As always, you can buy this issue of Landscape Architecture Magazine at more than 700 bookstores, including many university stores and independents, as well as at Barnes & Noble. You can also buy single digital issues for only $5.25 at Zinio or order single copies of the print issue from ASLA. Annual subscriptions for LAM are a thrifty $59 for print and $44.25 for digital. Our subscription page has more information on subscription options.

Keep an eye out here on the blog, on the LAM Facebook page, and on our Twitter feed (@landarchmag), as we’ll be ungating May articles as the month rolls out.

Credits: “Control of the Canopy,” Rungkit Charoenwat; “Side Pocket,” By oinonio [CC BY-SA 2.0] via Flickr; “Along for the Ride,” Gwendolyn McGinn, Associate ASLA; “Color and Cushion,” Site Design Group; “The Right Fit,” Huguette Row.

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BY ZACH MORTICE

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All photos by Jose Ahedo.

Over the course of two years, the Spanish architect Jose Ahedo visited livestock farming landscapes in eight countries: Mongolia, China, Paraguay, Germany, India, Bolivia, New Zealand, and the Azores Islands in Portugal. He traveled 90,000 miles by plane, 9,000 miles by car, 23 miles by boat, nine miles by horse and camel, and—most excruciatingly for a vertigo sufferer like Ahedo—56 miles by hot air balloon. Documented through his photography and funded by a $100,000 Harvard Graduate School of Design Wheelwright Prize Fellowship, his travels kept him on the move for 103,000 miles.

Ahedo selected these disparate locations so that he could witness the extreme “asymmetry,” he says, in how cultures in different places with different levels of development produce livestock. “You have people that move on horses, and (more…)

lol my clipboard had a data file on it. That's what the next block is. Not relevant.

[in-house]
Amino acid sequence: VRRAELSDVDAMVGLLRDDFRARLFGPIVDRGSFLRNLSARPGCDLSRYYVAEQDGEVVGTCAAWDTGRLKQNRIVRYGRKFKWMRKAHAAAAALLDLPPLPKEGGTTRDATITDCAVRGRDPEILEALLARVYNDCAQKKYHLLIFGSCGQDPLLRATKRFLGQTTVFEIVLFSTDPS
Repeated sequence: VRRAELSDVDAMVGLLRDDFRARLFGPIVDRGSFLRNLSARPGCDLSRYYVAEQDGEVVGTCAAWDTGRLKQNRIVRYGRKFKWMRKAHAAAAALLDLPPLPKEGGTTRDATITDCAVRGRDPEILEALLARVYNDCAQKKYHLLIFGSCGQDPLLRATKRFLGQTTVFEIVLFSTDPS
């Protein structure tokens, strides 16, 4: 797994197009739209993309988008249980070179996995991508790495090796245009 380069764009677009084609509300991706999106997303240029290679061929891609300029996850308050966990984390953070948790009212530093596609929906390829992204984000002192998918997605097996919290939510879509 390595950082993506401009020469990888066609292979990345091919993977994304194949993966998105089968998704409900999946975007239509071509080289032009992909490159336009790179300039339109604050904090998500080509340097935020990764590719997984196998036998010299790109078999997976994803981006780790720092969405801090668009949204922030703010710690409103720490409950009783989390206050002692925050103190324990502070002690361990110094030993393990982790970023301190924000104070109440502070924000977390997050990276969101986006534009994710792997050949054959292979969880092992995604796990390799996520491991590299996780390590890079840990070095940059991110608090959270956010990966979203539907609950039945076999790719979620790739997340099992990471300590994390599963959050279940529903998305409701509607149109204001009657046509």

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A new film focuses on Jens Jensen.

From the April 2015 issue of Landscape Architecture Magazine.

Jens Jensen didn’t care much for the White City. According to the new documentary Jens Jensen: The Living Green, he, along with the architects Frank Lloyd Wright and Louis Sullivan, rejected the European influence of the 1893 World’s Columbian Exposition in Chicago and embraced the prairie and its ecology as the American landscape idiom. Today, many of his pioneering ideas about the use of native plants and landscape conservation have new currency. Jensen, who was born in Denmark but is closely associated with Chicago’s urban parks and midwestern landscape preservation, will be the subject of an Earth Day observance at the New York Botanical Garden. A screening of the documentary will be followed by a panel discussion with Darrel Morrison, FASLA; Robert Grese, ASLA; the filmmaker Carey Lundin; and Jensen’s great-granddaughter, Jensen Wheeler Wolfe.

Jens Jensen: The Living Green Film Screening and Panel Discussion at the National Building Museum, April 14, 2016, 7:00–8:30 p.m.